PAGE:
HL Deb 06 October 1831 vol 8 cc58-9

The Earl of Shaftesbury moved the third reading of the Fees in Courts of Law Bill.

The Lord Chancellor

said, if any sound objection could be made to this Bill he should have no objection to have it reconsidered. According to a statement made last night by a noble Earl, this Bill would unjustly affect the interests of some of the Welsh Judges, whose case he should not object to have considered.

Earl Cawdor

said, that the Law Commissioners were not authorized to grant compensation for fees which were not enforced by Act of Parliament, or by a prescription of fifty years. Now it was notorious that fees were received and considered legal which did not come within either of these heads. The emoluments of some of the Welsh Judges depended entirely on such fees, and by this Act they would not be entitled to any compensation, which was not, he supposed, intended by the Bill.

The Lord Chancellor

thought there should be some limit of time fixed, and if injustice were done, a Special Report might be made by the Commissioners. He thought the Welsh Judges did not come within the meaning of the Bill.

Lord Tenterden

said, in order to arrive at a proper understanding with respect to this Bill, it was necessary to consider the circumstances which rendered its adoption necessary. The Common-law Commission having determined that the abolition of certain fees was desirable, and that a compensation in lieu should be made to those entitled to receive them, a Commission was consequently appointed to determine those points, and that commission considered that under the Act 1 Will. 4, c. 58, which had been passed for the purpose of regulating the receipt and appropriation of fees and emoluments receiveable by the Officers of the superior Courts of Common Law, they were bound only to entertain the claims of such persons as could shew they were entitled to these fees by authority of Parliament or some other legal authority. This necessarily led to considerable difficulty, and it was, therefore, thought adviseable to bring in the present Act, in order that such fees should be established as legal fees when there had been an enjoyment for a given period; and that period, after much consideration had been fixed at fifty years.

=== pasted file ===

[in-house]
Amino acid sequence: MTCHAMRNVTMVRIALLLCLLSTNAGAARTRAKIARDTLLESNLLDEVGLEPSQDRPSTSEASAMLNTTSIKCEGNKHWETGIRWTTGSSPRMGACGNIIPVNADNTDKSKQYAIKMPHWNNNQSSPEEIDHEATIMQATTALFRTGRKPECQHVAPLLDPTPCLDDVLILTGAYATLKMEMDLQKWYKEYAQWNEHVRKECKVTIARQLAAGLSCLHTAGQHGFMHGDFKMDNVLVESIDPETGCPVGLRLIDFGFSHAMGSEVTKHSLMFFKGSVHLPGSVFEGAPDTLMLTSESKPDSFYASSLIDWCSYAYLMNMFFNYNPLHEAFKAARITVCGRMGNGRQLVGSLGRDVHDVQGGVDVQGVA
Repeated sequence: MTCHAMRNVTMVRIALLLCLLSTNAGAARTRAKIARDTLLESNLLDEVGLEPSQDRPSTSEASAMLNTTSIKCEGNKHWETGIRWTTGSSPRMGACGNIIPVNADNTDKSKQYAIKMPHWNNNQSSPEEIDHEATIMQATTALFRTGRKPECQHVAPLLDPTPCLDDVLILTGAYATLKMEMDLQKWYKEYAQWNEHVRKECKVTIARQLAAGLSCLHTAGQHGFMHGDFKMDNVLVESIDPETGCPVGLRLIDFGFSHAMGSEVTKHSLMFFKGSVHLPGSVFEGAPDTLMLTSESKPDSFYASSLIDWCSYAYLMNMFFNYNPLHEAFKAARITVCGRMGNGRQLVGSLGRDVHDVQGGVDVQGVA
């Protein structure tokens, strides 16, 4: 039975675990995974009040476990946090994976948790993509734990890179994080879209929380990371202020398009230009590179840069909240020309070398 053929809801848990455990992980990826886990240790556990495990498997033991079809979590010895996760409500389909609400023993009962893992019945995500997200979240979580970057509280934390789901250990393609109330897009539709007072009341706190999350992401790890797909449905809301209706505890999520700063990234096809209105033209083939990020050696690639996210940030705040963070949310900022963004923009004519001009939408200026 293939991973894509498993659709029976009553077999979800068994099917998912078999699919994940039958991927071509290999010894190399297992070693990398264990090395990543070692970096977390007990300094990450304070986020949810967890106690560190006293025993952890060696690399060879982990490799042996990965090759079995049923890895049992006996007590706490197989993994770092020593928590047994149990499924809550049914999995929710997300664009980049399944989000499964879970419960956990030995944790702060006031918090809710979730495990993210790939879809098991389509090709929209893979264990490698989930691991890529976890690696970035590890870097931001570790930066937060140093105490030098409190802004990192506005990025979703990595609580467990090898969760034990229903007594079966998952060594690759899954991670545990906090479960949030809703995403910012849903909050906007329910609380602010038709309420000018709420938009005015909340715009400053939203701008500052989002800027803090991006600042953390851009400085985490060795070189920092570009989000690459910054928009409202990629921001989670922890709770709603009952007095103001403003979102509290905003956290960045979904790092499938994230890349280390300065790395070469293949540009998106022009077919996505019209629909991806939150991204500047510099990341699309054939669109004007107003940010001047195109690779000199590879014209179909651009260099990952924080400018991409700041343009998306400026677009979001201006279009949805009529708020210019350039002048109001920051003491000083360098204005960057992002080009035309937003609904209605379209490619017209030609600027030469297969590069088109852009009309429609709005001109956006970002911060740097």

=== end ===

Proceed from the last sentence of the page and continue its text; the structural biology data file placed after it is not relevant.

Bill read a third time and passed.

Back to